The venerable Bede (672/673 – 26 May 735, Jarrow, Northeast England) wrote about the customs of the Anglo-Saxon pagans. He, among others, preserved invaluable knowledge of the origins of our western European culture. In his work “The Reckoning of Time”, he describes a festival of the heathens, Mōdraniht, that took place on the night we celebrate as Christmas Eve. It was a holy night, possibly even the holiest night of the year. And it belonged to the Mothers.
What exactly went on that night, is now hidden far in the dusk of time. We can make an educated guess by studying what related people in Europe celebrated. From medieval Scandinavian sources, we know about the custom of Dísablót, a sacrificial holiday, which took place in or around winter as well. Some sources state that women had a central role in these sacrificial rites. Most likely it was a blood ritual to ensure a good harvest the following year, but there is also evidence that the help of the ancestors was called upon. It is no coincidence that women were often in charge of these blood rites. Men ruled the outer world, in warfare and hunting. Women, on the other hand, were the mistresses of the house and the family. The realm of blood and the exact workings of new life was mysterious to them as well, but they were at the very least initiates in this cosmic rhythm. Their role and their lore was just as pivotal to the survival of the clan.
Christmas Eve is still one of the two very holy nights in the liturgical calendar, together with Easter. Many services take place this night. There is a silent anticipation in the air, even for those who care little about Christmas. It is strange to see how the ancient Mōdraniht, the night of the Mothers, almost seamlessly became the night of the one Mother, the Holy Mother of God. Mary stood in high regard, but the rise of Christianity meant the decline of respect for the role of ordinary women and mothers. Instead, the virgin became an important figure. For a long time, being a consecrated virgin, a nun, was the only way for a woman to fill a spiritual position in a community. A virgin set herself aside for supernatural fulfilment and had no dealings with what was almost inevitably a woman’s labour: the gritty and dangerous task of childbirth. A religion that has little or no capacity for the divine female, however, would soon be barren and void. It is no wonder that especially the ordinary people put the Holy Mother and other female saints on a pedestal, almost next to God and Jesus Christ himself. They needed to confide in and connect to an earthly, a motherly deity, that had lived through their ordeal. The Roman Catholic Church, on account of its vast expansion, had to incorporate the female element into its traditions. Mary tended to appear spontaneously to people underneath a tree, near a rock or a well. Her help, and that of other saints, was called upon for fertility, childbirth and health. She filled the gap between the natural and the supernatural world.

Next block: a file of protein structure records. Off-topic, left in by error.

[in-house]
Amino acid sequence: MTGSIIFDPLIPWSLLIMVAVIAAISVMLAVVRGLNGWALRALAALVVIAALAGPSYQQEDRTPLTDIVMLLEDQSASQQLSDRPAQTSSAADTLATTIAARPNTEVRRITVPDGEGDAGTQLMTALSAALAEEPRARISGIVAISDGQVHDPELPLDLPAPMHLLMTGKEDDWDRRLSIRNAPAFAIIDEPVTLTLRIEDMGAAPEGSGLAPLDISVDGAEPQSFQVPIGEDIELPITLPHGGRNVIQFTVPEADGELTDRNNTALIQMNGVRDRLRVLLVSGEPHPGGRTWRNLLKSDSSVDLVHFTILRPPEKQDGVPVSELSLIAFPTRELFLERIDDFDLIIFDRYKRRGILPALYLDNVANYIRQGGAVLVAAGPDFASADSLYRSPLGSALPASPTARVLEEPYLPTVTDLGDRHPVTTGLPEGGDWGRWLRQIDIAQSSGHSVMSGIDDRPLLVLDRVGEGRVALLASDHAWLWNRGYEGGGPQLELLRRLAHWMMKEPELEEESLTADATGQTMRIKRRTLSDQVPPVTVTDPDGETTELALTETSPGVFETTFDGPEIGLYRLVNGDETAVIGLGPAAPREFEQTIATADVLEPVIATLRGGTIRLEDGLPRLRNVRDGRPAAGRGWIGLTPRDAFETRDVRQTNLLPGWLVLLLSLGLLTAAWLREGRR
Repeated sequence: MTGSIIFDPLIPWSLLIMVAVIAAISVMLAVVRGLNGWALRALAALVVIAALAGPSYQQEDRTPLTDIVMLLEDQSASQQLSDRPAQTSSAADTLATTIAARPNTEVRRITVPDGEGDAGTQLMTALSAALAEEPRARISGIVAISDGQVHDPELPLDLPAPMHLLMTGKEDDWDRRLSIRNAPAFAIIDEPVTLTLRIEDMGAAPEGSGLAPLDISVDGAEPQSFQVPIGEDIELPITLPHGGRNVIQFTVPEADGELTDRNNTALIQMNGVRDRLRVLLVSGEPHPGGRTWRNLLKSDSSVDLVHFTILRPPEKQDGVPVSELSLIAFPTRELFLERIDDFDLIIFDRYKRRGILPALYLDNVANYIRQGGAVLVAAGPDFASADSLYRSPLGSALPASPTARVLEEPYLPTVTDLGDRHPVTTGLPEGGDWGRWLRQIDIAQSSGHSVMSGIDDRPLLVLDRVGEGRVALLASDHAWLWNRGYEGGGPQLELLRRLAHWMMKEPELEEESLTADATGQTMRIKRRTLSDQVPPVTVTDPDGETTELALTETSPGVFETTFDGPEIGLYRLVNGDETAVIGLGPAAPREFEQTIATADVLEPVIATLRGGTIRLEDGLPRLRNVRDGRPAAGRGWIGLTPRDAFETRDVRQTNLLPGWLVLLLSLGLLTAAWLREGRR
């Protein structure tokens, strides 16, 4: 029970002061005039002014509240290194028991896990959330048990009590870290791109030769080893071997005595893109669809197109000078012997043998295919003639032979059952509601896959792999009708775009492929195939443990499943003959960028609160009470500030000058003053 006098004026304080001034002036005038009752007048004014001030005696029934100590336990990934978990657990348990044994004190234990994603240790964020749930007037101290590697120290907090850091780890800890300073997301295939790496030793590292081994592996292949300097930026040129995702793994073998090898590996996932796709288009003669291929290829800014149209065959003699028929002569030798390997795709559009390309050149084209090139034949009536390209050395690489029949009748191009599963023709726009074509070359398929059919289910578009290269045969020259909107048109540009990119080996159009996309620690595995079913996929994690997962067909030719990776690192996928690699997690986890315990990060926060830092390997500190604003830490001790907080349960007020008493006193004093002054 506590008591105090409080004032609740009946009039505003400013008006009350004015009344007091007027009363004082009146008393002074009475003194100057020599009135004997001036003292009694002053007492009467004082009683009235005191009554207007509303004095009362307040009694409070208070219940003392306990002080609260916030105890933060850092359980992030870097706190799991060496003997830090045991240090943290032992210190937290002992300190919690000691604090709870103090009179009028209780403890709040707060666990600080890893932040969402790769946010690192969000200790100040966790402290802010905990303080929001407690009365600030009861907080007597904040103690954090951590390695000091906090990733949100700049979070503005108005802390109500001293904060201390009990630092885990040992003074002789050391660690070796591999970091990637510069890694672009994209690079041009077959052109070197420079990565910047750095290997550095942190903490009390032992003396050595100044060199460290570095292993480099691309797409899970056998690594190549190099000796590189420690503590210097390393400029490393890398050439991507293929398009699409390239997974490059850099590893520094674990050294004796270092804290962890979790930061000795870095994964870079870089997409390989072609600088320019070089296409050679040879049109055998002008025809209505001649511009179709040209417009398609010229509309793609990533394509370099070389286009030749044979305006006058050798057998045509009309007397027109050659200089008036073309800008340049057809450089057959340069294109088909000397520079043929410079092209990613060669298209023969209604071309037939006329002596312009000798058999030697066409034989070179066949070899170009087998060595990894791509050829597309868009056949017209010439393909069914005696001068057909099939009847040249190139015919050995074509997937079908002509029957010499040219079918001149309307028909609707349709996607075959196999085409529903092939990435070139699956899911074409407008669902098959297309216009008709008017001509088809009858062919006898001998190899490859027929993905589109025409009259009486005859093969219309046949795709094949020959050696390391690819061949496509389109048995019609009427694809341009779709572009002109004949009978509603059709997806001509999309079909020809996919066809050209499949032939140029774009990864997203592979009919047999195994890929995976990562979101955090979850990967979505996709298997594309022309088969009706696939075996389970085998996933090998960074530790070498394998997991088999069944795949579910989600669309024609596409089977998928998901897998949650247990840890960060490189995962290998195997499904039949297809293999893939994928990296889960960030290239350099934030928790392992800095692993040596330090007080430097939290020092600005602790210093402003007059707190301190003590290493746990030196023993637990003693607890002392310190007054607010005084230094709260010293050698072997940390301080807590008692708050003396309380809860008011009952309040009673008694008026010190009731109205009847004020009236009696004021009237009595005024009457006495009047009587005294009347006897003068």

Today, we know almost all of the inner workings of motherhood. Yet the clear, cold light of science cannot shine everywhere. Most natural births still start at night, when it is quiet and dark, and safe. The reason is not entirely clear. Maybe it is easier to concentrate on the consecrated assignment of bringing a new human being into the world, with a dark blanket to shield us from everything else. And after this one holy night of giving birth, it is still often the mother that wakes to feed her child for many nights after. These days, we celebrate Mother’s Day on a bright and blustery day in spring, and celebrate our living mothers. But maybe a Mother’s Night would be much more appropriate: a special night to celebrate the blood sacrifice of our mothers and the countless and nameless mothers before them.
Whatever we choose to believe, we are all children of the same divine Mother. You could call the unspeakable God. If you prefer the more rational terms, you could call it the universe. We all spring forth from this same source. We are literally expressed, propulsed by the prime mover, the logical consequence of a story that started a very long time ago. Behind Grandma and Grandpa, our ancestors seem to blur into a faceless and nameless benevolence. But the fact is we are loved and are able to love today because they loved. Even if your own mother or father let you down in this respect, there must have been others to hold and help you in small ways, a caring presence in your life. Tonight we commemorate and share in the sweet suffering of the old universe that brought us here. We have to go through a dark night, a winter if you will, of rebirth before we can share in the new daylight and the crisp winter air. It is the beginning of a new year.